U.S stocks have opened higher today, spurred on by a better than expected jobs report. After last month’s report brought fear and anxiety to the market, today’s report has calmed investors, providing further proof that the economy is on the right path.
During the month of June, approximately 287,000 jobs were created in the U.S, toppling economists’ estimates of 175,000 jobs. However, the unemployment rate rose slightly, to 4.9%, while economists were expecting it to rise to 4.8%. The Dallas shooting has also had an impact on several stocks, an aspect we’ll discuss below.
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Gun Stocks Blazing
Gun stocks are flying high this morning in the wake of the Dallas shootings, in which five Dallas police officers were killed and seven more were injured by snipers during a Black Lives Matter protest against police violence. Smith & Wesson Holding Corp (NASDAQ:SWHC) shares opened 5% higher today, while Sturm, Ruger & Company (NYSE:RGR)‘s stock is 4% in the green. Investors’ reaction to the news is typical, as gun stocks often soar after mass shootings which are perceived as a trigger for increased demand for firearms from customers purchasing guns and ammunition for self protection, as well as existing gun owners adding to their arsenal in the event that gun control legislation is voted in. Less than a month ago, Smith & Wesson Holding Corp (NASDAQ:SWHC) jumped by 6.9% and Sturm, Ruger & Company (NYSE:RGR) surged by 8.5% after 49 people were killed at a nightclub in Orlando.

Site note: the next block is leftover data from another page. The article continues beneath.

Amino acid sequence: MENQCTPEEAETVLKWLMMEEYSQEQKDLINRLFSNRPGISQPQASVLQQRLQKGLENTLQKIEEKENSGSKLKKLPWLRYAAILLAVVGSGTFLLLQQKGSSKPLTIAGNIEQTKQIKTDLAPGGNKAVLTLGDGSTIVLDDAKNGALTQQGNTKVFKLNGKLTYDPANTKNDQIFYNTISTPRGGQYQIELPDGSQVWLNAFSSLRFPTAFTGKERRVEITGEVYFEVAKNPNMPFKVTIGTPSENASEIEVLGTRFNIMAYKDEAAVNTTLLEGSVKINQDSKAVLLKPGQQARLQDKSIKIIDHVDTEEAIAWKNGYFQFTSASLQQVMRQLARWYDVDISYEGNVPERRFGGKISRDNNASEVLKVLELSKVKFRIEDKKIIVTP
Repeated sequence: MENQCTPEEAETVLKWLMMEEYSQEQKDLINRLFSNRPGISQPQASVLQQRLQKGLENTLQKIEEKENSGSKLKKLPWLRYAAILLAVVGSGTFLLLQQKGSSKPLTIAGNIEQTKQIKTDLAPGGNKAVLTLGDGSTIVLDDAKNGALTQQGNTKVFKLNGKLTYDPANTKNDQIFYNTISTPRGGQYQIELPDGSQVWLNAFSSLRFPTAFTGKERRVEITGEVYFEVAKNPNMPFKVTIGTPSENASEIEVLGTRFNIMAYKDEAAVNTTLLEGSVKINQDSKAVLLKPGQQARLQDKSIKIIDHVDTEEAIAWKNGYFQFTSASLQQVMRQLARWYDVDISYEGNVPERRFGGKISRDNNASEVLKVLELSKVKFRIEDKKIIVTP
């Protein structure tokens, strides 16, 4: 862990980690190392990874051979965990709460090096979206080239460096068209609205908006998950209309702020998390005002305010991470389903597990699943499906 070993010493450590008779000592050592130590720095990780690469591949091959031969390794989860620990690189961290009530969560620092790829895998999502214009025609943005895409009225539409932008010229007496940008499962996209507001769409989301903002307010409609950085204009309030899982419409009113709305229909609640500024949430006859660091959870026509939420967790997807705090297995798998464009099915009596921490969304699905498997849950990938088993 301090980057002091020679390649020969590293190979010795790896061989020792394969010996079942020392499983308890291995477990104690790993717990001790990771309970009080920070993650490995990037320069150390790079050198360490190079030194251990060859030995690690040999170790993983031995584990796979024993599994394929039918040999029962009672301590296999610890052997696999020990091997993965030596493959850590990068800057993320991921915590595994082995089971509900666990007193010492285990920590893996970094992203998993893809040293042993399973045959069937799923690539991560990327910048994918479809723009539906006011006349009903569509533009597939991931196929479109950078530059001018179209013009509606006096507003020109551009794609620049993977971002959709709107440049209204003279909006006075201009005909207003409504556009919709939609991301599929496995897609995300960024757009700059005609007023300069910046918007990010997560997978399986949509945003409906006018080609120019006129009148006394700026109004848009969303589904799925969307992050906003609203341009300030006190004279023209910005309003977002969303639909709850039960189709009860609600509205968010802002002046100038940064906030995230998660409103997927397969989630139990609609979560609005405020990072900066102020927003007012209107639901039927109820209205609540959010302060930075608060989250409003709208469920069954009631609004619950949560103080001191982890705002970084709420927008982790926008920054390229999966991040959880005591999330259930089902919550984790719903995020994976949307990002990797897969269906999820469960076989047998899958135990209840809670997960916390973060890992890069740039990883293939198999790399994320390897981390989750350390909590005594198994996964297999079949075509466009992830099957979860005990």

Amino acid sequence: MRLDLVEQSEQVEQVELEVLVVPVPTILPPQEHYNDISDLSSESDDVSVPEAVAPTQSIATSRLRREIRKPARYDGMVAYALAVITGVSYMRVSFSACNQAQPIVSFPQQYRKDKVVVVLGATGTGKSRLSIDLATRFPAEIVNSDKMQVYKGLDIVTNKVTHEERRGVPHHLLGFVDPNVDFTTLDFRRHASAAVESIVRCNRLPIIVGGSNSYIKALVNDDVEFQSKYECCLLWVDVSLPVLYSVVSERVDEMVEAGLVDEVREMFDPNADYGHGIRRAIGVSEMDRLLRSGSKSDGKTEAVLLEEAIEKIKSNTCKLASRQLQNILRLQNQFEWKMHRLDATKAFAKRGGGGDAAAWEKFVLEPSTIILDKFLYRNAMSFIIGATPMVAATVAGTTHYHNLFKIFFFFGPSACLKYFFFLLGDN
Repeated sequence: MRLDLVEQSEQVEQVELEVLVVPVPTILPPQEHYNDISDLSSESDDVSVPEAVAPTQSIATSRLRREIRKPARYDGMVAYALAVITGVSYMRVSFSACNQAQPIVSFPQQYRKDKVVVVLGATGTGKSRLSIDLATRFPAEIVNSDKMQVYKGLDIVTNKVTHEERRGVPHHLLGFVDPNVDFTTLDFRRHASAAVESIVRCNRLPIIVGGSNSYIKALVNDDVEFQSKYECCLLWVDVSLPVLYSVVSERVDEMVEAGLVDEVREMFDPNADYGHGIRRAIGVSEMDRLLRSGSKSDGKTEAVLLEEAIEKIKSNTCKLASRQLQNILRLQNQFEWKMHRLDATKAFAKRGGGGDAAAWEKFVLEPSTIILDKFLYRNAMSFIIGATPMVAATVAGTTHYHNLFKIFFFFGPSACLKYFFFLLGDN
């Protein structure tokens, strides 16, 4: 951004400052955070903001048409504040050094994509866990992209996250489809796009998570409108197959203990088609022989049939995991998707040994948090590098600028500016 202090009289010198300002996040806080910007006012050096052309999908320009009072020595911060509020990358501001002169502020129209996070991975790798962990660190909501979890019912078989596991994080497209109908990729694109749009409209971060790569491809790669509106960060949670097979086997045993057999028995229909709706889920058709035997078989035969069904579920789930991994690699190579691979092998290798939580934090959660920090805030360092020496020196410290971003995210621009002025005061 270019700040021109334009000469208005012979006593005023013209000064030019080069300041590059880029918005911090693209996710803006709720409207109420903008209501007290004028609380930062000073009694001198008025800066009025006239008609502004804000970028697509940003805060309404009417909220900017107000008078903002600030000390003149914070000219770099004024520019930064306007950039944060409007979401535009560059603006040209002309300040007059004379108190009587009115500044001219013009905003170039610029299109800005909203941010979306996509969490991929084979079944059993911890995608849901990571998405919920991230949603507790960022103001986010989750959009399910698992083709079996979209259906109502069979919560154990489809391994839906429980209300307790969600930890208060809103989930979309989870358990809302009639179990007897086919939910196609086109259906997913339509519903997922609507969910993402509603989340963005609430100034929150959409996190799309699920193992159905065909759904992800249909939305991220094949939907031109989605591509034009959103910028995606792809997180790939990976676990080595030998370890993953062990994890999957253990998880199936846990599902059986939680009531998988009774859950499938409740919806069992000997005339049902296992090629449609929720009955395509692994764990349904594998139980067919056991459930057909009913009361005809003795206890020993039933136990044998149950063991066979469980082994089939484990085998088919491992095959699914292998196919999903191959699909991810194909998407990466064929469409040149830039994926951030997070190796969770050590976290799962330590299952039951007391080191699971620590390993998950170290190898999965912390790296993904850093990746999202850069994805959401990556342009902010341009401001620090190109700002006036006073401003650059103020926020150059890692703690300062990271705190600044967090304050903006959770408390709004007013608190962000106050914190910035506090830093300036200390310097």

Hedge fund sentiment towards Smith & Wesson Holding Corp (NASDAQ:SWHC) took a turn for the worse during the first quarter, with the number of funds invested in the company having fallen to 24, down from 27 registered at the end of 2015. The number of funds holding Sturm, Ruger & Company (NYSE:RGR) in their equity portfolios was unchanged during the first quarter at 27. Ken Griffin‘s Citadel Investment Group was invested in both stocks but was exhibiting different sentiment towards them. In its latest 13F filing, the fund reported a 21% reduction in its holding of Smith & Wesson, to 335,136 shares and a 110% increase to its stake in Sturm, Ruger & Company, to 75,983 shares.
On the next page we’ll take a look at a merger agreement that ended prematurely and how a furniture company performed during the second quarter.